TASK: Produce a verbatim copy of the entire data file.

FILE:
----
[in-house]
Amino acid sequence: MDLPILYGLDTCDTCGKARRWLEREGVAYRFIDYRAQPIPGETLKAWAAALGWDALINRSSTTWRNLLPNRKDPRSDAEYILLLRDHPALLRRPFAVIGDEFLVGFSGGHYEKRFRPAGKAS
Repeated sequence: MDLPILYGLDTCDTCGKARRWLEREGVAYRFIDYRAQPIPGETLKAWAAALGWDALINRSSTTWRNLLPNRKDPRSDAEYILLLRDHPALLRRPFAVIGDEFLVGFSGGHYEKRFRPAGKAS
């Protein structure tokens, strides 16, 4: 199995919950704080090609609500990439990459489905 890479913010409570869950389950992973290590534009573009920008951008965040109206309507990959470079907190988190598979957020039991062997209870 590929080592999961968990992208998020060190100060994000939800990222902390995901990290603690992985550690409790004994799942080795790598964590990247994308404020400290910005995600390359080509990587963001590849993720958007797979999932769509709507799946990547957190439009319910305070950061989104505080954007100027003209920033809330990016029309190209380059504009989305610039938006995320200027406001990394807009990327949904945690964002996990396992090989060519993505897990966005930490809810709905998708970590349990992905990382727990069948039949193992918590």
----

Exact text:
[in-house]
Amino acid sequence: MDLPILYGLDTCDTCGKARRWLEREGVAYRFIDYRAQPIPGETLKAWAAALGWDALINRSSTTWRNLLPNRKDPRSDAEYILLLRDHPALLRRPFAVIGDEFLVGFSGGHYEKRFRPAGKAS
Repeated sequence: MDLPILYGLDTCDTCGKARRWLEREGVAYRFIDYRAQPIPGETLKAWAAALGWDALINRSSTTWRNLLPNRKDPRSDAEYILLLRDHPALLRRPFAVIGDEFLVGFSGGHYEKRFRPAGKAS
């Protein structure tokens, strides 16, 4: 199995919950704080090609609500990439990459489905 890479913010409570869950389950992973290590534009573009920008951008965040109206309507990959470079907190988190598979957020039991062997209870 590929080592999961968990992208998020060190100060994000939800990222902390995901990290603690992985550690409790004994799942080795790598964590990247994308404020400290910005995600390359080509990587963001590849993720958007797979999932769509709507799946990547957190439009319910305070950061989104505080954007100027003209920033809330990016029309190209380059504009989305610039938006995320200027406001990394807009990327949904945690964002996990396992090989060519993505897990966005930490809810709905998708970590349990992905990382727990069948039949193992918590």